This Sunday's New York Times had an interesting article about Michael Jackson's very troubled financial situation. But what really struck me was this photo which accompanied the article. It shows Michael and one of his children shopping in Bahrein, where he now lives. Will this fuel even more rumors about Michael Jackson having converted to Islam? Or will Muslims eager for converts be worried that they might be welcoming a cross-dresser into their community?
Tags: Michael Jackson, Bahrein
Saturday, May 06, 2006
I know, this is a very old-school, and not very original, pun. But it's what comes to mind as I try to catch up on my reading today, going through the December 15, 2005 issue of Rolling Stone, which attempts to assess the topic, "Hip Hop Now." As I read about Jay-Z and his clothing lines and his two Manhattan penthouses worth $17.5 million, I understand better why I have so much trouble getting interested in hip-hop these days. All the endorsements and the bling-bling and the bizness deals make the whole notion of "keeping it real" appear totally ludicrous, and so even when I hear great rap music, it just makes me long for the days of rap oppositionality and marginality. But maybe my idea that part of the pleasure of listening to creative tunes could be connected somehow to progressive politics is hopelessly naïve.
Here's one item from that Rolling Stone issue that really struck me: "Last year, brand names got mentioned nearly 1,000 times in the hip-hop-dominated Top Twenty singles chart, according to the San Francisco marketing firm Agenda. The year's most blatant product placement surfaced in Petey Pablo's massive hit 'Freek-a-Leek': 'Now I got to give a shout-out to Seagram's gin,' Pablo announced at the track's end,''cause I'm drinkin' it and they payin' me for it.'" The product placement deal was cut by Tony Rome of Maven Strategies.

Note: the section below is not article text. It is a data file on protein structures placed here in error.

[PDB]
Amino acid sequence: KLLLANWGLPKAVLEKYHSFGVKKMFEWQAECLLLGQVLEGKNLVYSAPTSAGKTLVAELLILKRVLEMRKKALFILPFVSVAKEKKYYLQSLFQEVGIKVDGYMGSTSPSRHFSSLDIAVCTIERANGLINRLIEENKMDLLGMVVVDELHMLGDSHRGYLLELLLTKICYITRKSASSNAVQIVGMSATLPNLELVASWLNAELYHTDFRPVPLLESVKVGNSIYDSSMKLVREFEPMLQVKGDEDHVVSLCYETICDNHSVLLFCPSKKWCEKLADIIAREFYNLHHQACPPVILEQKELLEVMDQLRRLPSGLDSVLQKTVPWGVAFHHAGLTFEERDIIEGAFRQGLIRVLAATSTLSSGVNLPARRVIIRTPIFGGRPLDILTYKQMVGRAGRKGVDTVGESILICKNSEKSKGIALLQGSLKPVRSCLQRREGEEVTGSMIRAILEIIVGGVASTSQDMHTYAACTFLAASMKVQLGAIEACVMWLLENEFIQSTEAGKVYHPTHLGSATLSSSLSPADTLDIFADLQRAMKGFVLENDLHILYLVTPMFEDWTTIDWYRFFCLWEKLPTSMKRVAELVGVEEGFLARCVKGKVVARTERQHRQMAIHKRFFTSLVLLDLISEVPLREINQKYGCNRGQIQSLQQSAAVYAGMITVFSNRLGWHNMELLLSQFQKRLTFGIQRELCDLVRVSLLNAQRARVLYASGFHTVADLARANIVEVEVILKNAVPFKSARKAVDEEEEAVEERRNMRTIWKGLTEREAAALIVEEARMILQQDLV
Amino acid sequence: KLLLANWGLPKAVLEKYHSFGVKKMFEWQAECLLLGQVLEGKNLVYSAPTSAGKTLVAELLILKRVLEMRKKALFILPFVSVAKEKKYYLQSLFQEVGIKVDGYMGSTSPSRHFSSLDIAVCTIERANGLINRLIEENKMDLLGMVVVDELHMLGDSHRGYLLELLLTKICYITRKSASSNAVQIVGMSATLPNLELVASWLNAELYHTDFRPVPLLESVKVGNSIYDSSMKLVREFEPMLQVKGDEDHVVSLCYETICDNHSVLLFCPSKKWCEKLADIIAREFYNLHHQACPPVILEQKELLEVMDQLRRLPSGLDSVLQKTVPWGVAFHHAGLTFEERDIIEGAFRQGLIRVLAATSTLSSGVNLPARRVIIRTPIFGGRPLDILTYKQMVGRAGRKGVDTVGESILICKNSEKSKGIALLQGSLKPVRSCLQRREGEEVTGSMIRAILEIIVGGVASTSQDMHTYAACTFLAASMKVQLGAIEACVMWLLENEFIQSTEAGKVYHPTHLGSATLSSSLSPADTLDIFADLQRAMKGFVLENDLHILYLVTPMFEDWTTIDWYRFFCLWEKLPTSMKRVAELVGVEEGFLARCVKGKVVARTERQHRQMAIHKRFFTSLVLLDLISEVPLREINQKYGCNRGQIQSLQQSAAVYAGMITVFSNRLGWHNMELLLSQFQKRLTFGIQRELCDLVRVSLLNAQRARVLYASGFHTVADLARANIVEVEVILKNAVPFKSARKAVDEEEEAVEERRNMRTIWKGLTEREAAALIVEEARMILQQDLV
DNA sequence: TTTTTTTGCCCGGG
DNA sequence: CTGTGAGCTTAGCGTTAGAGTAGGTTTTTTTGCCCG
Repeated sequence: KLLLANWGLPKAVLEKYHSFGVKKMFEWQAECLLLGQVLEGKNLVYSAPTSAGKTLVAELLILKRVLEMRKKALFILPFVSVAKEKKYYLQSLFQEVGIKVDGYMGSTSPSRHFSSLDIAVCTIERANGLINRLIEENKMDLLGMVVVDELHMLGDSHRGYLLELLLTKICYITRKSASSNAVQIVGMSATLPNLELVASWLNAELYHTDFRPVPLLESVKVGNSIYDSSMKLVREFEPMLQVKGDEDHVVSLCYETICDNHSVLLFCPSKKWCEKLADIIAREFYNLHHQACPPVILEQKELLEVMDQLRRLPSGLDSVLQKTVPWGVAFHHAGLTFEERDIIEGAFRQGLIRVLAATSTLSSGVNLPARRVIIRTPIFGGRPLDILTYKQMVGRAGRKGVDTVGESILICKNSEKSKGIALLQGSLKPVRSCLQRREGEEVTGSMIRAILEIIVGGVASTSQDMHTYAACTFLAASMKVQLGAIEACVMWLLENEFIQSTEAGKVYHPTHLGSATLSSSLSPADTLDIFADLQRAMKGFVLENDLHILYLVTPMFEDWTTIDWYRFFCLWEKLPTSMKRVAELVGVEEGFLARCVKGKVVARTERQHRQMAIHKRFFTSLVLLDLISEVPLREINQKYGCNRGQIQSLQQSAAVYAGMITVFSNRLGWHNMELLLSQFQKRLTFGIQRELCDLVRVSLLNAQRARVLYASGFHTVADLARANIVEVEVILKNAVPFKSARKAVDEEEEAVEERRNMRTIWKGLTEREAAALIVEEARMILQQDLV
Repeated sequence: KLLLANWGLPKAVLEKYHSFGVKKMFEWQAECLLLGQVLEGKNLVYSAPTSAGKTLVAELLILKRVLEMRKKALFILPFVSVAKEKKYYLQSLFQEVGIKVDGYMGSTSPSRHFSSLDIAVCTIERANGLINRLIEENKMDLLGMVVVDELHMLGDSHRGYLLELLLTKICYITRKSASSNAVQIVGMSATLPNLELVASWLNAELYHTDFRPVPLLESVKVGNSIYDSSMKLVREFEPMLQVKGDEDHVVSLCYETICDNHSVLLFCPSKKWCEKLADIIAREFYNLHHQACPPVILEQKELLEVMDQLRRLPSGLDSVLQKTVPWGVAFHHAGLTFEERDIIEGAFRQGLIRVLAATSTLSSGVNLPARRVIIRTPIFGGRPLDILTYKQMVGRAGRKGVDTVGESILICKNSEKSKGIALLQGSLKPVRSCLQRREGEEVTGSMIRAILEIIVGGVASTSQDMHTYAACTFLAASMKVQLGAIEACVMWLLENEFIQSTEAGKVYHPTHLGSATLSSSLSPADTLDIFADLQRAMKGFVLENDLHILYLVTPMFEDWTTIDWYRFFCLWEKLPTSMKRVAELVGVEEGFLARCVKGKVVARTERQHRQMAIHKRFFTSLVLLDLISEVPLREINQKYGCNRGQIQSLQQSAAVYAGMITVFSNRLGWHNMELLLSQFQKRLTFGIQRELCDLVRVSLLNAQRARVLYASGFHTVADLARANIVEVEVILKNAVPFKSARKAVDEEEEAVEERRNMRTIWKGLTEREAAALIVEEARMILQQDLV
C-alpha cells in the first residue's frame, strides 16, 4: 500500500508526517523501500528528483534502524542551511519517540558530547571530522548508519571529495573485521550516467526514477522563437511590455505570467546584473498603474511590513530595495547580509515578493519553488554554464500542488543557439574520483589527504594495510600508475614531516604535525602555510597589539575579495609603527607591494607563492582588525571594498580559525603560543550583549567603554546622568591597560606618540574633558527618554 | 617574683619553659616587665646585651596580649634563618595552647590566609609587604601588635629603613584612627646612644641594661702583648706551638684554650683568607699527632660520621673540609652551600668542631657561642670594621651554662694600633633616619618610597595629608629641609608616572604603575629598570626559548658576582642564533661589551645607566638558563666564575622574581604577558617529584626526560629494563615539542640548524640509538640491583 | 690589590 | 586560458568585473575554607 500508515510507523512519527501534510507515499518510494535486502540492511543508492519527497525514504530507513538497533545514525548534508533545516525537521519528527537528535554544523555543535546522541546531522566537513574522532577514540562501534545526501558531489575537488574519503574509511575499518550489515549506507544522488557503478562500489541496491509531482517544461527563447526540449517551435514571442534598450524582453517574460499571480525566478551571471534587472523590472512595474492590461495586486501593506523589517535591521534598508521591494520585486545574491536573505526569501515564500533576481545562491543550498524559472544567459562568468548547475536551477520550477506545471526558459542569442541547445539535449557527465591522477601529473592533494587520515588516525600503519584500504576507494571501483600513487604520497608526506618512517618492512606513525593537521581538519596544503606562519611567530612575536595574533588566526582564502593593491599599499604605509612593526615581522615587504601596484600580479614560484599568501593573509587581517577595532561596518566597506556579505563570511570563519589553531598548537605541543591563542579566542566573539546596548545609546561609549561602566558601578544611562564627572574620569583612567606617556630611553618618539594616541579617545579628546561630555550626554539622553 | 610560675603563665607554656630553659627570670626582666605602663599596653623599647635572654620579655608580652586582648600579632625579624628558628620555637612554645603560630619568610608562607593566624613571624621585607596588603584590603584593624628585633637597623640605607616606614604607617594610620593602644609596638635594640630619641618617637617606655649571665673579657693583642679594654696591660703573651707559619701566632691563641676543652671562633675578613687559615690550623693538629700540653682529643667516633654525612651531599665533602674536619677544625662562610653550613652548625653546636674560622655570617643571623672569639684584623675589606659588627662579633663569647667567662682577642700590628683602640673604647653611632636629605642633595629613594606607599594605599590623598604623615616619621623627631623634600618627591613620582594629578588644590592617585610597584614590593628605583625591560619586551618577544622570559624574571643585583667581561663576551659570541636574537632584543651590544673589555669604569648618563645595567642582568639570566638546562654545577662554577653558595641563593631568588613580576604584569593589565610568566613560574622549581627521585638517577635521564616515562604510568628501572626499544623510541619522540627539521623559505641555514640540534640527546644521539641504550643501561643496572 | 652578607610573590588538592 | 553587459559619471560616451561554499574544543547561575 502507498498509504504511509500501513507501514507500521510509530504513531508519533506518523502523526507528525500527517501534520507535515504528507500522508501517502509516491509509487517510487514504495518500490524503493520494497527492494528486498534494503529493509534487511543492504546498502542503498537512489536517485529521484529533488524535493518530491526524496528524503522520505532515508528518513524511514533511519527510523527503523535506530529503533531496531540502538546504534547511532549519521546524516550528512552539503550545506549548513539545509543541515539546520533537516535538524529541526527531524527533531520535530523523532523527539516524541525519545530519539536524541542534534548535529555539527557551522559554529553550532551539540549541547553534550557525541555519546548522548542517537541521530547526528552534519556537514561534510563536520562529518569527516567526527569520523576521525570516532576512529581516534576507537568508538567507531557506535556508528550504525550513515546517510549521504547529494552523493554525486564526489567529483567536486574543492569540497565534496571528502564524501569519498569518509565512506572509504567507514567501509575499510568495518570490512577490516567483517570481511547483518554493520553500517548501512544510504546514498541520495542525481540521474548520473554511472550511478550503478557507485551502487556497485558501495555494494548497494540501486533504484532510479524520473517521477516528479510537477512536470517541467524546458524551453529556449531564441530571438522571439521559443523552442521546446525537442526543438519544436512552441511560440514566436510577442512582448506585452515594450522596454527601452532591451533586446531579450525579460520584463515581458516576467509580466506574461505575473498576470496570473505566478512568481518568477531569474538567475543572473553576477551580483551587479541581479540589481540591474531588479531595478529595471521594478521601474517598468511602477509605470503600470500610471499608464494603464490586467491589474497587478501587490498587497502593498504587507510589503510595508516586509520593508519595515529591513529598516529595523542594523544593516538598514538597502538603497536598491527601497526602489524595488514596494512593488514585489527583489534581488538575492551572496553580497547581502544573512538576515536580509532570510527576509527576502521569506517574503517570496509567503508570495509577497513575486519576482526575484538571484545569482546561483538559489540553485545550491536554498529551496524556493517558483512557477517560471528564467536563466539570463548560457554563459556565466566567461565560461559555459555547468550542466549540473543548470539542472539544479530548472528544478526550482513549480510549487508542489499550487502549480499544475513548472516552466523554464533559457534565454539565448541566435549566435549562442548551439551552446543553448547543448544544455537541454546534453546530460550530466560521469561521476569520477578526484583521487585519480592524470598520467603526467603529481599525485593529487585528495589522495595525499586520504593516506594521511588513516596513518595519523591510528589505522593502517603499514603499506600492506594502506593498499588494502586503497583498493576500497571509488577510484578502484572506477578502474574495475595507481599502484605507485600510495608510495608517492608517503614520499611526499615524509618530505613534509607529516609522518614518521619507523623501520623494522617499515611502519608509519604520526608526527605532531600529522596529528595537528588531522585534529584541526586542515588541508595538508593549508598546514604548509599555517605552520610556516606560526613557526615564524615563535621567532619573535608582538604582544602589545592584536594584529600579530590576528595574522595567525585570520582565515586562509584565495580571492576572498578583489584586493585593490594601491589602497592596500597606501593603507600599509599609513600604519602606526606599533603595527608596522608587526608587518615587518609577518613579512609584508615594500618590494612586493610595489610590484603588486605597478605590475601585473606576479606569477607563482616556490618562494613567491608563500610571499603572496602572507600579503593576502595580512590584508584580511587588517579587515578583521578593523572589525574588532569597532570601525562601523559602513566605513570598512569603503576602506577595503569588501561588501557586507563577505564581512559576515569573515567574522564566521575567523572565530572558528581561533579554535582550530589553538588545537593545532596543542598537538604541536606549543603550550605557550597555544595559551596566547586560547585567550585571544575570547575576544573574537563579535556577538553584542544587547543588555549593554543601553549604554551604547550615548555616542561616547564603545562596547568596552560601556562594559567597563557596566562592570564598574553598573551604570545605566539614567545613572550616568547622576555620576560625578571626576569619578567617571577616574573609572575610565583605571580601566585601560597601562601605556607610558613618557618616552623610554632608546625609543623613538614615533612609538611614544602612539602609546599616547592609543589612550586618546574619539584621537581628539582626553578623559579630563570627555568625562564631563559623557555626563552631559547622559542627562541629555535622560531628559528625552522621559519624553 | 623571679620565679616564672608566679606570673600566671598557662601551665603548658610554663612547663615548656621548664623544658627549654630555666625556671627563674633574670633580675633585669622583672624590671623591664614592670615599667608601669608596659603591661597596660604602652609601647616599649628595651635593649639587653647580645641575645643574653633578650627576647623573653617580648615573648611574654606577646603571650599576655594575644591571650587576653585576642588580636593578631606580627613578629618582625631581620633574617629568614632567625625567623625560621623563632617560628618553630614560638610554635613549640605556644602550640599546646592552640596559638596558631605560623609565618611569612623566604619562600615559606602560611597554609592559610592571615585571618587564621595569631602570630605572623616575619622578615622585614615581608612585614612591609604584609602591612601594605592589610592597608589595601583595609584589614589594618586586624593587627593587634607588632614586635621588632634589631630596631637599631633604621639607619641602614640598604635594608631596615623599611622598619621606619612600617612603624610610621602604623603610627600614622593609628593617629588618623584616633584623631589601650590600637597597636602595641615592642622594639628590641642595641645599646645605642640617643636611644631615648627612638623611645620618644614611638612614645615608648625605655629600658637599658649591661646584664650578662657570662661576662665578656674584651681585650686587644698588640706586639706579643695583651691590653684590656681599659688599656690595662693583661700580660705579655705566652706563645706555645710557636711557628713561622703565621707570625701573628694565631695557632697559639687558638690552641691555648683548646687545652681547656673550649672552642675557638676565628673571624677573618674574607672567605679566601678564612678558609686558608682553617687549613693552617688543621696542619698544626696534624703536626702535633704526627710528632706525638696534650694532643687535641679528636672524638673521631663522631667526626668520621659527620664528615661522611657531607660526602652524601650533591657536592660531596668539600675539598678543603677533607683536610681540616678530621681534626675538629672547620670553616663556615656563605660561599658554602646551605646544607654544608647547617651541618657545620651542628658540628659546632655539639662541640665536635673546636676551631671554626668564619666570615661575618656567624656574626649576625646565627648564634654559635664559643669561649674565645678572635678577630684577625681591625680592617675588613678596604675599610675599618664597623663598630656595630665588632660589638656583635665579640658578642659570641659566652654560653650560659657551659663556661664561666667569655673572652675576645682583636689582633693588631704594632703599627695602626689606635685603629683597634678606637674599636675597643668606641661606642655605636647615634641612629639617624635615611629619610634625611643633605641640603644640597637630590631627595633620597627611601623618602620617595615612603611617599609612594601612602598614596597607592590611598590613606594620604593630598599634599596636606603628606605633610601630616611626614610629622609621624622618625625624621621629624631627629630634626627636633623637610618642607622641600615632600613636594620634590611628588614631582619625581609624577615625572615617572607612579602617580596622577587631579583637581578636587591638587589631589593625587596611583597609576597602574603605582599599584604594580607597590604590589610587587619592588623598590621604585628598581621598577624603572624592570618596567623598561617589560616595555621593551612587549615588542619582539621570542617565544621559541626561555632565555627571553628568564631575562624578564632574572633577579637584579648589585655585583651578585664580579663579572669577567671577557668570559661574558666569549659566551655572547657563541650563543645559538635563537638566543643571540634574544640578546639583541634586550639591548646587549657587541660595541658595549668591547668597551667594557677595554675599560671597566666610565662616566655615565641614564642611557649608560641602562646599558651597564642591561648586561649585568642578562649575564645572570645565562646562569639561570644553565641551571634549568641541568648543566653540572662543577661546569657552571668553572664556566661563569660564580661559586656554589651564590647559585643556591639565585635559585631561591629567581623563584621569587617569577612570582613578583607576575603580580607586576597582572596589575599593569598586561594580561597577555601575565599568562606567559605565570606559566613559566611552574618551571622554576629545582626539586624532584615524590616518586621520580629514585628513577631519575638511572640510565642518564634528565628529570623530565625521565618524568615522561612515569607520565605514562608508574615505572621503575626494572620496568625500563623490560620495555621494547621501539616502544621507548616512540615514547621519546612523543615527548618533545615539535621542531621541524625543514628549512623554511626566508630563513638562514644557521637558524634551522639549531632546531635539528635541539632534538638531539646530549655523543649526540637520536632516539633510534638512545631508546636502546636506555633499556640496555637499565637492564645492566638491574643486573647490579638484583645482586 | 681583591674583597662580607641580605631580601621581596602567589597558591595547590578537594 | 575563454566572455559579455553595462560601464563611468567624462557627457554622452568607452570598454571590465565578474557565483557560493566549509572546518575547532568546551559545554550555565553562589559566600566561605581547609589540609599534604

I think I'll go indulge my melancholy and drink some Seagram's.
Wednesday, May 03, 2006
The study found that less than six months after Hurricane Katrina devastated New Orleans and the Gulf Coast, 33 percent could not point out Louisiana on a U.S. map."
Source: CNN, May 2.
Tags: Iraq, peace, geography
I subscribe to the Ashkal Alwan (Lebanese Association for the Plastic Arts) newsletter, which, if I read it, keeps me informed of all kinds of artistic activity, in the Arab world and the diaspora. I'm particularly moved by this piece by Zena al-Khalil, which is now on exhibit at Espace SD, Beirut. It's a Warholesque collage of a Maronite Christian fighter in the Lebanese Civil War, circa '74-'77 (you can tell from the hair) and the Holiday Inn, located in Beirut's famous hotel district, which was destroyed in the early months of the war. (The band I belonged to in Beirut, the Bliss St. Blues Band, played at the Holiday Inn in '74 for the American Community School High School prom.)
Zena al-Khalil, born in '76, says in her statement:
I was born in war.
Everything around me now is war.
War has always been.
I cannot remember a time when there was no war.
Besides being a painter and an installation and performance artist, Zena is a Greenpeace activist.
Tags: Lebanon, Beirut, civil war, art